23 May 2011

Last Monday, Rahm Emanuel was sworn in as Chicago’s 55th Mayor, having resigned as the White House chief of staff to contest the February election. During the campaign he spoke of bringing to Chicago a focus on transparency akin to that championed by President Obama in federal government. He indicated that he would impose lobbying controls and bring in measures to change the culture of corruption and cronyism.

On his first day in office he made executive orders prohibiting

  • appointees from lobbying officials within two years of leaving the administration;
  • employees from lobbying the department where they work;
  • appointees from lobbying their fellow board members;
  • employees from making gifts or political contributions to the mayor or their superiors;
  • lobbyists from making gifts to the mayor.

Mayor Emanuel said that limiting the influence of lobbyists and protecting employees against pressure from their superiors will help restore Chicagoans’ confidence in their City government.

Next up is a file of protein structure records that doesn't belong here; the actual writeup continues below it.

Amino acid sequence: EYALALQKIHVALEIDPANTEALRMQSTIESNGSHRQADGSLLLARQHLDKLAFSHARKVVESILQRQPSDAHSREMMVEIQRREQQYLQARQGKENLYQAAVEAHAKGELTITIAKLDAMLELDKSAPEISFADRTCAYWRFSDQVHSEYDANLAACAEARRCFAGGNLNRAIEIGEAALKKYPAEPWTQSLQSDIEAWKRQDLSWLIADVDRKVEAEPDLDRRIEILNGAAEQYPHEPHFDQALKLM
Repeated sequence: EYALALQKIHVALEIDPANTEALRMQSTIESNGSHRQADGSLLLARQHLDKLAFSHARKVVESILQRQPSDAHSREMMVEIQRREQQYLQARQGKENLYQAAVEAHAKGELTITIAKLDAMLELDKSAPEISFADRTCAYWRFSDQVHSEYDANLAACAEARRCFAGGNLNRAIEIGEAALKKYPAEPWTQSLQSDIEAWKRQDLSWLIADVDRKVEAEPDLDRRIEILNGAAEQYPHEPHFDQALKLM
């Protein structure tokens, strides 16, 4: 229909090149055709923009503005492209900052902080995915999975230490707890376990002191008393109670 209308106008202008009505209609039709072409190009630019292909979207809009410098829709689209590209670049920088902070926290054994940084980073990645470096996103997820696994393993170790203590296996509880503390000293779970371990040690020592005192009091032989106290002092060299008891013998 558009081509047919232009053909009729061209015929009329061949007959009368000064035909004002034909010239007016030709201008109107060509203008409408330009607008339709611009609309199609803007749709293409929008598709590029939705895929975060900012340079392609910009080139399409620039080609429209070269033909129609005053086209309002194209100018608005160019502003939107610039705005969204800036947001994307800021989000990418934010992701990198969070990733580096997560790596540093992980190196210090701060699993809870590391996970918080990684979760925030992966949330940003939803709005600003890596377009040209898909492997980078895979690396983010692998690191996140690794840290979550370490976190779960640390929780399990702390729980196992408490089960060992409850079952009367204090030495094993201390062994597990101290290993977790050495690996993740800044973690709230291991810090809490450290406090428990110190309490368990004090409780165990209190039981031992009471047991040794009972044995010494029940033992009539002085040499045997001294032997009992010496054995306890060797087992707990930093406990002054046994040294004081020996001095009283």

Just as President Obama’s first executive act was the symbolic reversal of an order on sealing presidential records to make Federal government more open, Emanuel said that his first official act as Mayor was to send “…a clear message that all operations of City government must be guided by a spirit of public service.”

Ironically he didn’t deliver on a promise to ensure that everyone involved in planning matters, including elected members, would be required to disclose any potential conflicts of interest.

From a New Zealand perspective it seems extraordinary that US City governments don’t already have clear prescriptions on declaring and registering interests, gifts and associations which could be seen to influence their decision making. But conversely, we are not sensitised to the integrity threats posed by lobbying and  “revolving doors” which motivated Mayor Emanuel’s first official acts.